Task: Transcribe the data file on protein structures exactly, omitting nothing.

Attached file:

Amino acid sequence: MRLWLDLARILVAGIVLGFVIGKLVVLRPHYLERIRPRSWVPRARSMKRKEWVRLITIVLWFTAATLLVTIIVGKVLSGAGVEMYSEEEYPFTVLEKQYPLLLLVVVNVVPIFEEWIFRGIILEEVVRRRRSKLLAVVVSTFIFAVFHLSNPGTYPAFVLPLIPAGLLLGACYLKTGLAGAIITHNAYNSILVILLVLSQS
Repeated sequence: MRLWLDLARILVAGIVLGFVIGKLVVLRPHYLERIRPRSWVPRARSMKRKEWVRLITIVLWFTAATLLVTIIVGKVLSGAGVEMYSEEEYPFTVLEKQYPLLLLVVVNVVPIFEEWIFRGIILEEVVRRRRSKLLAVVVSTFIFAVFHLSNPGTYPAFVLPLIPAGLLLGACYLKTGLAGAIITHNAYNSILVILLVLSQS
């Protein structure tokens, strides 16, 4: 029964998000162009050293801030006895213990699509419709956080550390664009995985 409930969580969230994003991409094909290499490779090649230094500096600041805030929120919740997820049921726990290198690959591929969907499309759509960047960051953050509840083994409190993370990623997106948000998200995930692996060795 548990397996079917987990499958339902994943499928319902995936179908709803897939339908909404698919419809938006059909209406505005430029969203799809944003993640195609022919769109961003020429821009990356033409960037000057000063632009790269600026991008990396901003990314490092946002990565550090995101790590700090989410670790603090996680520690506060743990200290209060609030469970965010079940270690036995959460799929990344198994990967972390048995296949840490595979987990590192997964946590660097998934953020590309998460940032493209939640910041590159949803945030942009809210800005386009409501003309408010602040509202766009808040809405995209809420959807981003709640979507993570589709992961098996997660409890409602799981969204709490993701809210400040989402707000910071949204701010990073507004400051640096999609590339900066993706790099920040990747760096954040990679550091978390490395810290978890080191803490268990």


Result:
Amino acid sequence: MRLWLDLARILVAGIVLGFVIGKLVVLRPHYLERIRPRSWVPRARSMKRKEWVRLITIVLWFTAATLLVTIIVGKVLSGAGVEMYSEEEYPFTVLEKQYPLLLLVVVNVVPIFEEWIFRGIILEEVVRRRRSKLLAVVVSTFIFAVFHLSNPGTYPAFVLPLIPAGLLLGACYLKTGLAGAIITHNAYNSILVILLVLSQS
Repeated sequence: MRLWLDLARILVAGIVLGFVIGKLVVLRPHYLERIRPRSWVPRARSMKRKEWVRLITIVLWFTAATLLVTIIVGKVLSGAGVEMYSEEEYPFTVLEKQYPLLLLVVVNVVPIFEEWIFRGIILEEVVRRRRSKLLAVVVSTFIFAVFHLSNPGTYPAFVLPLIPAGLLLGACYLKTGLAGAIITHNAYNSILVILLVLSQS
């Protein structure tokens, strides 16, 4: 029964998000162009050293801030006895213990699509419709956080550390664009995985 409930969580969230994003991409094909290499490779090649230094500096600041805030929120919740997820049921726990290198690959591929969907499309759509960047960051953050509840083994409190993370990623997106948000998200995930692996060795 548990397996079917987990499958339902994943499928319902995936179908709803897939339908909404698919419809938006059909209406505005430029969203799809944003993640195609022919769109961003020429821009990356033409960037000057000063632009790269600026991008990396901003990314490092946002990565550090995101790590700090989410670790603090996680520690506060743990200290209060609030469970965010079940270690036995959460799929990344198994990967972390048995296949840490595979987990590192997964946590660097998934953020590309998460940032493209939640910041590159949803945030942009809210800005386009409501003309408010602040509202766009808040809405995209809420959807981003709640979507993570589709992961098996997660409890409602799981969204709490993701809210400040989402707000910071949204701010990073507004400051640096999609590339900066993706790099920040990747760096954040990679550091978390490395810290978890080191803490268990």